TypeCode enumeration. Using the latter, you can then get the type code of an object. You may think this is a much more complicated process, but this can be done in a
single line of code.
Dim aType As Byte ' replace Byte with any other type
Dim TypeCode As Integer ' an integer to hold the type code
TypeCode = Type.GetTypeCode(aType.GetType)
aType is a
TypeCode will have a value of 6. If
aType is an
Typecode will be 9.
String data type is a wrapper for the
System.String class that derives directly from
System.Object. String manipulation functions in VB6, such as
etc, are replaced by the methods in the
System.String class. The following lists changes to the old
In VB6 you can specify the length of a string in its declaration. This causes the string to have a fixed length.
Dim Name As String * 100
In VB7, you cannot declare a string to have a fixed length. You must declare the string without a length. When your code assigns a value to the string, the length of the value determines the length of the string
Dim s As String s = "Hello World" ' Length is 11
You can still use this function in your Windows applications, but now you can also use the
Length property of the
System.String class. Therefore, if
s is a
String object, you can obtain its length by writing
Left$, Right$, Mid$
Mid$ can be replaced by the
Substring method. This method returns a substring of the instance of the current
String object. This one method is sufficient to do the operations that you used to achieve with
Mid$ For instance, the following shows a
Left$ function and its equivalent of the
Dim s As String s = Left$("Hello World", 5) ' returns "Hello"
is equivalent to
Imports System Dim s As String s = "Hello World".Substring(0, 5) ' returns "Hello"
Right$ function is also replaced by the
Substring method. The following VB6 code that uses the
Dim s As String s = Right$(Hello World", 5) ' returns "World"
is equivalent to the following VB7 code:
Imports System Dim s As String, s1 As String s = "Hello World" s1 = s.Substring(s.Length - 5) ' returns "World"
From the two examples, the
Mid$ can easily be replaced by the
Substring method as well.
In VB6, you could use the
Trim$ function as in the following code.
Dim s1 As String, s2 As String s1 = " Hello World " s2 = Trim$(s1)
In VB7, use the
Trim method of the
System.String class, instead.
Imports System Dim s1 As String, s2 As String s1 = " Hello World " s2 = s1.Trim()
LCase$ and UCase$
In VB6, the
LCase$ returns a new string in lower case and the
UCase$ function returns a
new string in upper case. These two functions are complemented by the
methods of the
String class. As an example,
is the same as
returns the same result as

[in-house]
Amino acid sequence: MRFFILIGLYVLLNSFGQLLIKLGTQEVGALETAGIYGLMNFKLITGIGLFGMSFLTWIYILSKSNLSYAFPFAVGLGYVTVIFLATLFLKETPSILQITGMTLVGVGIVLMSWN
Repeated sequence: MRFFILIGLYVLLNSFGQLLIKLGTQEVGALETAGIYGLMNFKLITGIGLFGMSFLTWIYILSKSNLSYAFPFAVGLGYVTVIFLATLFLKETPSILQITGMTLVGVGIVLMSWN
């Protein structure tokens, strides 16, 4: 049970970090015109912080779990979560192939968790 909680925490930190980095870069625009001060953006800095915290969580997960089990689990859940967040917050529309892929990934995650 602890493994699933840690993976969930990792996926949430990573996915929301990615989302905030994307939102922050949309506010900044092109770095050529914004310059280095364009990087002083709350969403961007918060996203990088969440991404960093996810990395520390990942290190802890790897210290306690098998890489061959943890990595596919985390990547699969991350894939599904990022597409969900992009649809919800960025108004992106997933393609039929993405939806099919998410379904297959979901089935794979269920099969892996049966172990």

In VB6, the
Replace function is used to replace part of a string with a substring. For example, the following VB6 code will result in "kingkong."
Dim s As String s = Replace("dingdong", "d", "k") ' s = "kingkong"
String class has the
Replace function that does a similar task. For example, the following VB7 code does the same thing.
Dim s as string = "dingdong".Replace("d"c, "k"c)
Note that the
Replace method of the
String class accepts two
Char arguments, not
You can still use the string manipulation functions:
If s1 = s2 Then
which is the same as writing the following:
If s1.Equals(s2) Then
The StringBuilder Class
System.String class represents an immutable string of characters, just like
String in VB6. This means the value of a
String variable cannot be modified. If you try to modify a
String, a new
String object is created instead. Remember that object creation is an expensive operation. The .NET Framework also provides the
System.Text.StringBuilder class that is more efficient to work with. For more information, see the .NET Framework Reference.
Time statements in VB6. VB7 now uses the
DateTime structure in the
System namespace to represent a date and time value. This structure has a large number of methods and properties that are more than sufficient to work with to get any date and time value. The most important property is probably
Now, which retrieves the current date and time. And then there are
Year properties that you can use to display the date in any format. For example, the following code displays the current date and time in the "dd/mm/yyyy" format.
imports System Module Module1 Sub Main() Dim now As DateTime now = DateTime.Now Console.writeline(now.Day & "/" & _ now.Month & "/" & now.Year) End Sub End Module
DateTime, you will probably use its
Ticks property a lot to retrieve the 100-nanosecond tick count for this instance. This property can replace the
Timer function in VB6 when you want to benchmark an operation, as in the following code.
imports System Dim t1 As Long, t2 As Long t1 = DateTime.Now.Ticks ' operation to be measured here t2 = DateTime.Now.Ticks System.Console.writeline(t2 - t1)
DateTime structure is also convenient to use for some "date-time mathematics." For example, you can add
x hour or
y minutes to an instance of
DateTime using the
As mentioned above, the